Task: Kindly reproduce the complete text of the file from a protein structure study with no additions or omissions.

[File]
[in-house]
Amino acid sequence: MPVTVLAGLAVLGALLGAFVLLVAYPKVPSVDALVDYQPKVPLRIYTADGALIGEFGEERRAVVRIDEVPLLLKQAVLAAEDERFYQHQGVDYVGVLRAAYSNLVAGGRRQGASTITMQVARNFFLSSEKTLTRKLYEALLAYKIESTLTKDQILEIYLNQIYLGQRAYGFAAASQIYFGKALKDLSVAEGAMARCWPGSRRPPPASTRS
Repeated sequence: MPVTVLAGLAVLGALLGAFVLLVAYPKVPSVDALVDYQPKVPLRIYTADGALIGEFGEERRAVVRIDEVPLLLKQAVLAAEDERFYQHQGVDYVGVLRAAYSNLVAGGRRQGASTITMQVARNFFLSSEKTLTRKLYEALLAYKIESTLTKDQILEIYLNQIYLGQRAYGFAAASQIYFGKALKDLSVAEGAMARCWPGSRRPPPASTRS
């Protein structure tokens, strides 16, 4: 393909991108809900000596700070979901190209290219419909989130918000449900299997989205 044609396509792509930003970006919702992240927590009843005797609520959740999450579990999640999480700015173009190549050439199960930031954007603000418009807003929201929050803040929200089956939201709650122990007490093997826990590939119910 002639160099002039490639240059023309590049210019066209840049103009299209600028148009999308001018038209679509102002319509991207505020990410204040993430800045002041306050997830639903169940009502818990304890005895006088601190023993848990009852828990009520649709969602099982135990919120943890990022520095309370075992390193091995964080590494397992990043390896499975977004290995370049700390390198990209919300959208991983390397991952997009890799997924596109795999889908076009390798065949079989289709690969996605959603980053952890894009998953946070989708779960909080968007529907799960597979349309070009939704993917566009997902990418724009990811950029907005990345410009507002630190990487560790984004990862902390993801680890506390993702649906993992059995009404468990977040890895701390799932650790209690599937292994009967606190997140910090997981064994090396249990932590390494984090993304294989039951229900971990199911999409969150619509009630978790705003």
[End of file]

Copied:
[in-house]
Amino acid sequence: MPVTVLAGLAVLGALLGAFVLLVAYPKVPSVDALVDYQPKVPLRIYTADGALIGEFGEERRAVVRIDEVPLLLKQAVLAAEDERFYQHQGVDYVGVLRAAYSNLVAGGRRQGASTITMQVARNFFLSSEKTLTRKLYEALLAYKIESTLTKDQILEIYLNQIYLGQRAYGFAAASQIYFGKALKDLSVAEGAMARCWPGSRRPPPASTRS
Repeated sequence: MPVTVLAGLAVLGALLGAFVLLVAYPKVPSVDALVDYQPKVPLRIYTADGALIGEFGEERRAVVRIDEVPLLLKQAVLAAEDERFYQHQGVDYVGVLRAAYSNLVAGGRRQGASTITMQVARNFFLSSEKTLTRKLYEALLAYKIESTLTKDQILEIYLNQIYLGQRAYGFAAASQIYFGKALKDLSVAEGAMARCWPGSRRPPPASTRS
């Protein structure tokens, strides 16, 4: 393909991108809900000596700070979901190209290219419909989130918000449900299997989205 044609396509792509930003970006919702992240927590009843005797609520959740999450579990999640999480700015173009190549050439199960930031954007603000418009807003929201929050803040929200089956939201709650122990007490093997826990590939119910 002639160099002039490639240059023309590049210019066209840049103009299209600028148009999308001018038209679509102002319509991207505020990410204040993430800045002041306050997830639903169940009502818990304890005895006088601190023993848990009852828990009520649709969602099982135990919120943890990022520095309370075992390193091995964080590494397992990043390896499975977004290995370049700390390198990209919300959208991983390397991952997009890799997924596109795999889908076009390798065949079989289709690969996605959603980053952890894009998953946070989708779960909080968007529907799960597979349309070009939704993917566009997902990418724009990811950029907005990345410009507002630190990487560790984004990862902390993801680890506390993702649906993992059995009404468990977040890895701390799932650790209690599937292994009967606190997140910090997981064994090396249990932590390494984090993304294989039951229900971990199911999409969150619509009630978790705003």